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Tax Court to Rule on J.Crew Founder’s Split-Dollar Insurance Plan

IRS claims that Arthur Cinader's estate understated taxable gifts and overstated debt deductions.

The estate of Arthur Cinader, founder of J.Crew, has filed a petition in Tax Court challenging a notice of deficiency by the Internal Revenue Service, asserting that the taxable gifts made by the decedent should be increased by over $60 million and that debts claimed by the decedent should be decreased by over $30 million.  Both of these issues stem from a split-dollar agreement.

A split-dollar life insurance arrangement is an agreement between an irrevocable trust and the grantor/insured regarding the payment of premiums and the death benefit.  In this case, the independent trustee of an irrevocable trust established by Arthur purchased life insurance policies on both Arthur’s and his wife’s lives.  Under the agreement, the trustee was obligated to pay the insurance premiums and was guaranteed payment, on Arthur’s death or on termination, the greater of: (1) the net cash surrender value of the policies; or (2) total premiums paid. In exchange, Arthur was obligated to pay certain amounts calculated under IRS Tables (P.S. 58 Rate or Table 2001 rates) for the value of the life insurance protection, for which he had the right to designate the beneficiary of the death benefit that exceeded what was owed the trust.  If Arthur didn’t make a payment, the amount owed to the trust was treated as a loan, and promissory notes were prepared each year to update any amounts outstanding.  The petition explains that at the time of his death, Arthur owed the trust about $41 million under the agreement, which was listed on Schedule K of the estate tax return as an enforceable claim against the estate.

It appears that the IRS asserted these loans were actually gifts to the trust, eliminating the deduction for them as debts of the estate and increasing the estate tax owed.  The IRS claimed this amount wasn’t deductible because it hadn’t been established that the obligation was a personal obligation enforceable against the estate under New Mexico law. Instead, it characterized the debt as a substitute for a taxable bequest by Arthur to the trust.  The IRS response to the estate’s petition isn’t yet available so there’s no explanation of its rationale or position.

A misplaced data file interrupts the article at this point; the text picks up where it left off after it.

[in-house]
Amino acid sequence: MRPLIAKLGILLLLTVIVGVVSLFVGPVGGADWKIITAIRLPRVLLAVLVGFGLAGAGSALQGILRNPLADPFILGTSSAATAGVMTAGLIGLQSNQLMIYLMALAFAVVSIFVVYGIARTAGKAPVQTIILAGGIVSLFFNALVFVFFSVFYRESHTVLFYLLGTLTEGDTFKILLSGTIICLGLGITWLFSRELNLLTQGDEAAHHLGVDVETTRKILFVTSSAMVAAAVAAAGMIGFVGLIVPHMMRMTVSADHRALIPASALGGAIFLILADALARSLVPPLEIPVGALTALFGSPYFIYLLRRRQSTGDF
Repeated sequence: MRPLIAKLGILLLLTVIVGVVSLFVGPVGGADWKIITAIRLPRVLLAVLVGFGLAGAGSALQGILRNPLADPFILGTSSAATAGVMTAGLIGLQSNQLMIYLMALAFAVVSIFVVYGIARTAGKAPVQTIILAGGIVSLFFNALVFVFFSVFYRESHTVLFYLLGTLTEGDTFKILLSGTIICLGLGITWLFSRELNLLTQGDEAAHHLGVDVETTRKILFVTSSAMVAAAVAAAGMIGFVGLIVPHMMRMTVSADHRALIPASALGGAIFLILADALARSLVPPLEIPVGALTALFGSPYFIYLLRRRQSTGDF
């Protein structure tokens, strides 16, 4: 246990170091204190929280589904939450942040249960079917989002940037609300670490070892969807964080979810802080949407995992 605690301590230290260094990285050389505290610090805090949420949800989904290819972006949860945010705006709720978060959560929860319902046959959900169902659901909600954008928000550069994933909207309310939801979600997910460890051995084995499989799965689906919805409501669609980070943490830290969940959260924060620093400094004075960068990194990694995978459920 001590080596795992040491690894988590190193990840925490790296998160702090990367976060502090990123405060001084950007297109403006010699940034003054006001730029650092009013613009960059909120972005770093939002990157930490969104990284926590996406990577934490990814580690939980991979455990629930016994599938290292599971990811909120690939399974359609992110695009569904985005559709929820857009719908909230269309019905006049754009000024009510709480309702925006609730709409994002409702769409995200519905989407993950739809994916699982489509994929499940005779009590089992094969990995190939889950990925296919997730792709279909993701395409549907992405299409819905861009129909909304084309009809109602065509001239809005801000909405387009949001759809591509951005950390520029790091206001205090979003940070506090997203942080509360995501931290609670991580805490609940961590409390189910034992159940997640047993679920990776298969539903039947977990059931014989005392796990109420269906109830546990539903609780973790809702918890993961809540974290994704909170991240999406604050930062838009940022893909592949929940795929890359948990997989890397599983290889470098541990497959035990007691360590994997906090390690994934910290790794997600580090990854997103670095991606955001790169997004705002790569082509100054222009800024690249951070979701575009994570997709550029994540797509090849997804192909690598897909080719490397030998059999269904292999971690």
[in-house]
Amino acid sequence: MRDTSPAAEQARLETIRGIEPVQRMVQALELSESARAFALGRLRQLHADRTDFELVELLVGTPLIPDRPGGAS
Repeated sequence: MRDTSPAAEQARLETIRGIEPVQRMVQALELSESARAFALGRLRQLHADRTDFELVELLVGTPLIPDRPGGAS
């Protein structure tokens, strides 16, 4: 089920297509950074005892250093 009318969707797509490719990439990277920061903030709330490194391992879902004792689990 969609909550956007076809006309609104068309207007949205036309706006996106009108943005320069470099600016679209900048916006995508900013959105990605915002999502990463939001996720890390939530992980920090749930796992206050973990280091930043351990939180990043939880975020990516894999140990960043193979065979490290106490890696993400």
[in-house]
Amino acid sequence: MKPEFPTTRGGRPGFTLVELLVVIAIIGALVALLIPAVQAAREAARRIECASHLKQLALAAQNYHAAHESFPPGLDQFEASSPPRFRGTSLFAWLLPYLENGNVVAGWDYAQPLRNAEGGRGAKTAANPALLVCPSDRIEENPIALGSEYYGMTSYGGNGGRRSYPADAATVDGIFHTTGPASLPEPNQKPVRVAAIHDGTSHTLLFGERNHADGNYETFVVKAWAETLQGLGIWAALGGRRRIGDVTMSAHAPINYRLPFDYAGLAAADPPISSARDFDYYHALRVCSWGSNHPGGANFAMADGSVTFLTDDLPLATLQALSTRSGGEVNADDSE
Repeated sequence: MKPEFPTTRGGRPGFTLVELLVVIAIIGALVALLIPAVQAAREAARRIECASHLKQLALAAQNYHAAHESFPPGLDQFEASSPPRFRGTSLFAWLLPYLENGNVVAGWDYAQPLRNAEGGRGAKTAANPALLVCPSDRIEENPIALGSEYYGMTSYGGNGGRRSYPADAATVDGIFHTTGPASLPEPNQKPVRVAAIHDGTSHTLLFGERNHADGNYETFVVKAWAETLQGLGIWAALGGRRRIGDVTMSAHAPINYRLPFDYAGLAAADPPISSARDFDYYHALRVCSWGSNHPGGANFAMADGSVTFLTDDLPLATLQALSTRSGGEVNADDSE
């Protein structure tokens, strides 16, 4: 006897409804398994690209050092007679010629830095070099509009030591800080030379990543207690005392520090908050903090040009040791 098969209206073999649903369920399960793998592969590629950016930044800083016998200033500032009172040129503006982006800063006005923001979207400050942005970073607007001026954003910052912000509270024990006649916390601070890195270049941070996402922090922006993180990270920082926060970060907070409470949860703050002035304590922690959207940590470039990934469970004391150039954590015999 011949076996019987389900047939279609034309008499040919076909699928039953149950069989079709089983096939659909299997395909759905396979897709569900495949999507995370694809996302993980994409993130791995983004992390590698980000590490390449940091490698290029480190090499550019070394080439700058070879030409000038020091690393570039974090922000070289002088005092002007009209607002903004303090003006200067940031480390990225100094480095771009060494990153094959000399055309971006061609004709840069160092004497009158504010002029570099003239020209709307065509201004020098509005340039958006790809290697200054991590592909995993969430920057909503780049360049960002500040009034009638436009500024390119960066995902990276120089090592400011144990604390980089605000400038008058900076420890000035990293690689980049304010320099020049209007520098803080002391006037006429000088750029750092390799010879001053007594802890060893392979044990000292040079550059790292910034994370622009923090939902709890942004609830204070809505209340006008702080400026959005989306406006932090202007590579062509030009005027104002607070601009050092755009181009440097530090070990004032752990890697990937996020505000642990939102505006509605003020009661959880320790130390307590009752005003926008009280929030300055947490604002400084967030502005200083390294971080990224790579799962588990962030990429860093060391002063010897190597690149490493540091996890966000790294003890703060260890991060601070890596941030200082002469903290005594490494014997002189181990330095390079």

According to the petition, Arthur’s trust prohibited the grantor from exercising any power in the administration of the trust, including “any incident of ownership in any insurance policy….”  He held no reversionary or income interest, nor any right to control the beneficial interests.  However, the petition also states that either the “Trust or Mr. Cinader could have terminated the Agreement at the end of any Policy year.”

Other cases relating to split-dollar agreements recently focused on whether the grantor/insured had a power to terminate the split-dollar agreement.  For example, in Estate of Levine v. Commissioner, 158 T.C. No. 2, the court emphasized that only the insurance trust, not the grantor, had to the right to revoke the agreement, distinguishing it from two prior cases Estate of Cahill v. Comm’r, T.C. Memo. 2018-84 and Estate of Morrissette II v. Comm’rr, T.C. Memo. 2021-60, in which the donor retained the power to terminate the split dollar by mutual agreement with either the donee (Cahill) or the trust (Morrissette). 

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